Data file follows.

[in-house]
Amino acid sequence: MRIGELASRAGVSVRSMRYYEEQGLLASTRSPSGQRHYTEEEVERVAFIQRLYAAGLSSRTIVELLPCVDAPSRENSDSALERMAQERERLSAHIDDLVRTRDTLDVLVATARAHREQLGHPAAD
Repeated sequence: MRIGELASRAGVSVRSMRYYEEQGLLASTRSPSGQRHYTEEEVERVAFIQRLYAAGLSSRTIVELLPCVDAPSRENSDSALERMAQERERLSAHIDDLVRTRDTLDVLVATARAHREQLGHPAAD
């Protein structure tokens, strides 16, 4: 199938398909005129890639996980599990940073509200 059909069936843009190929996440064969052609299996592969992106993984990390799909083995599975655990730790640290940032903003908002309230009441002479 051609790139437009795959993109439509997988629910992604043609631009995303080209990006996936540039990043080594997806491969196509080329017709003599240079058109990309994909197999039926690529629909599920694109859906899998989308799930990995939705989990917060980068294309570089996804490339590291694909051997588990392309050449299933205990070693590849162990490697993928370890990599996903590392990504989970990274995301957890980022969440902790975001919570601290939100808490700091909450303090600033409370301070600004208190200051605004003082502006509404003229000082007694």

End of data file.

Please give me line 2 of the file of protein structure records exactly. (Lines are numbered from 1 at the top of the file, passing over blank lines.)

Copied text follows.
Amino acid sequence: MRIGELASRAGVSVRSMRYYEEQGLLASTRSPSGQRHYTEEEVERVAFIQRLYAAGLSSRTIVELLPCVDAPSRENSDSALERMAQERERLSAHIDDLVRTRDTLDVLVATARAHREQLGHPAAD